Recruitment channels. There are just so many of them to choose from, right? How do you know where your candidate personas are hanging out in order to get your employer brand in front of them? Well, a great place to start is by looking at social media statistics for the market you’re in (or expanding into).
Today we’re looking at the market in the United States, where Pew research shows that 68% of adults are on Facebook, while Youtube captures 74% of the adult population as a whole and a whopping 94% of 18-24 year old cohort. 71% of that 18-24 group are using Instagram, and as a general trend, younger adults are using social media more than any cohort that came before, with 88% of 18-29 year olds reporting regular use of some form of social media.
How does all this apply to your talent acquisition efforts? With the research you’ve done to identify your ideal candidate persona, the next step is to get yourself in front of them wherever they already spend time. And in today’s market, that means picking the right social media channels to cultivate a company presence on.
A quick word on the differences between recruiting, in a more traditional sense, and recruitment marketing as we talk about it here. In recruiting, your focus is on finding the right individual for each particular opening within your company. Contrast that with recruitment marketing, where the focus is on attracting the right sort of applicants to your company.
This means you’re not selling openings, so much as selling your employer brand and letting the rest work itself out. And in today’s job market, which heavily favors the candidate, this route can increase your talent pool faster than ever.
OK, on to the list!
This first one may come as a surprise; it did to us! It’s true, Youtube has unseated Facebook as the #1 most used social network in the US. It’s also true that the social aspects of this site are not used by every one of the site’s overall users. Usage of the comments, likes, and shares is growing fast, however, so it’s worth taking into account.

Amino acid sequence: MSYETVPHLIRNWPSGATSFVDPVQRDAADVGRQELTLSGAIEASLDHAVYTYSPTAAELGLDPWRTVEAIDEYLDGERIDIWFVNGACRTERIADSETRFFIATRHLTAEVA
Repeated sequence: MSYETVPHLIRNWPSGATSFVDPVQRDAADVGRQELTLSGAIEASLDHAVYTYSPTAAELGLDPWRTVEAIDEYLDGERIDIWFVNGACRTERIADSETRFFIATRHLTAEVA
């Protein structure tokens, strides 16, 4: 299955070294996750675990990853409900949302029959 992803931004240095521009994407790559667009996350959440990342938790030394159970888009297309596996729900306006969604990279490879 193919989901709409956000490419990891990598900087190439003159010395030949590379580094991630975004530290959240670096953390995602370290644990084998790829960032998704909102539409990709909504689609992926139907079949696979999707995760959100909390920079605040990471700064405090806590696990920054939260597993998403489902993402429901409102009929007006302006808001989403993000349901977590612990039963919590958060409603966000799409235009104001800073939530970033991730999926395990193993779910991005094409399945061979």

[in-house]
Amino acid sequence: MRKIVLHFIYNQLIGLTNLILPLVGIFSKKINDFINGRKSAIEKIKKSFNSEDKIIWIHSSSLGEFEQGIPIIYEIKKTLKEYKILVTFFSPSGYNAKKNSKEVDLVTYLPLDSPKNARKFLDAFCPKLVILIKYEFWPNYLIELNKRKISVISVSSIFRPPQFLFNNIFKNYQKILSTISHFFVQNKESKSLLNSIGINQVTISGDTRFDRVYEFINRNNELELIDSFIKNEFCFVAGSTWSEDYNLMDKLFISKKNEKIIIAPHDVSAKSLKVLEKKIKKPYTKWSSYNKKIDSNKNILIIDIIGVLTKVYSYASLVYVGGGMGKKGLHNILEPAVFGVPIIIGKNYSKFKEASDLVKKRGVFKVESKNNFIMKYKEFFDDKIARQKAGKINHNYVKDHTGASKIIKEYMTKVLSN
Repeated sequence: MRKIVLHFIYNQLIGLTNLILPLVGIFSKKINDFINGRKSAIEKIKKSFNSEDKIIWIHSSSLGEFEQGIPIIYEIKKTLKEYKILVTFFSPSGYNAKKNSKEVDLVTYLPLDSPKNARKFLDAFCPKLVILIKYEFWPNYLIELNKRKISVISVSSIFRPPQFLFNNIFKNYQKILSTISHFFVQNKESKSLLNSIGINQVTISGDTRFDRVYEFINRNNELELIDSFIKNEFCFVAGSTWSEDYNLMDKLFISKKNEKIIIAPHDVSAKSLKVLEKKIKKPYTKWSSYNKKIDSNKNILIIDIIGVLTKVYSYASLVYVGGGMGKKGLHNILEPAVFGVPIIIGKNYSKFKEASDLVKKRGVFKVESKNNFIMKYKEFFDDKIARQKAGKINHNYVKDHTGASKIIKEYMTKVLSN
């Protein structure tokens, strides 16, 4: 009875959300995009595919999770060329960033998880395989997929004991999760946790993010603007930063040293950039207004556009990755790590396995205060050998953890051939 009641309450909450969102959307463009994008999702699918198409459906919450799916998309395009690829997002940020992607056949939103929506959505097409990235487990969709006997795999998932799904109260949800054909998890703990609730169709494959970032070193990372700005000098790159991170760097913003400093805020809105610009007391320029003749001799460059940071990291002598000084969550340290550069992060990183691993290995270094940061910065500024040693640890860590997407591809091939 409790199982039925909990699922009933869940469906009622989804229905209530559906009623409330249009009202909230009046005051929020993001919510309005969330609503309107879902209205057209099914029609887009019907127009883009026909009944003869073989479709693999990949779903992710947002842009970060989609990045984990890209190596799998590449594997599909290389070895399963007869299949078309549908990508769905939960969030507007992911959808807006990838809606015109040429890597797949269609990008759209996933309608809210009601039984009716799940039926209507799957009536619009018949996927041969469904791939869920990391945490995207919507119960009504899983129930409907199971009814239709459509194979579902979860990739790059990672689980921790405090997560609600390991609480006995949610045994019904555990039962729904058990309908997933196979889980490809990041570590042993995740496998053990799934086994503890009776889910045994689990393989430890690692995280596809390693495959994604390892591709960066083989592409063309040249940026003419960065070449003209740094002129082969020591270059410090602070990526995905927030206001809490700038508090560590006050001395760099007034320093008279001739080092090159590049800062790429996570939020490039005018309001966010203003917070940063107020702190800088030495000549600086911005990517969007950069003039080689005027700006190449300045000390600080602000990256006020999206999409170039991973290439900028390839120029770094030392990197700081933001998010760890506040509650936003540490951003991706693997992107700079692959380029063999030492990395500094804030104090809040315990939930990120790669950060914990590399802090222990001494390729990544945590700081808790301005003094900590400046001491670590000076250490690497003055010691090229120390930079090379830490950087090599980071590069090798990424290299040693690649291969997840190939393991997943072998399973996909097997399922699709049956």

If you have the ability to produce slick, entertaining video content, don’t overlook the fact that 94% of the 18-24 cohort are using this platform. Make some highlight reel-style videos with current employees sharing funny anecdotes about your corporate culture, or do a walking tour of your campus, stopping to show off your amenities. Then, don’t forget to engage with your viewers when they leave comments!
The granddaddy of social media sites is still going strong after well over a decade. While it’s true their demographic has changed with time, they’re doing a good job of catering to this new, slightly older, user profile.
With robust paid advertising options along with the ability to organically reach your own followers, you have more ways than ever to expand your reach on this channel. Starting with your current employees and their friends and followers, and extending all the way to that 68% of the American adult population who use the site. That’s a lot of eyeballs you have access to, so get your best stuff together and start posting! As above, don’t forget the importance of interacting with commenters, thanking people for sharing your content, and reciprocating by sharing theirs as well. This is how an online community is built, and that’s where you’re going to find the most dedicated potential applicants to bring into your talent pool.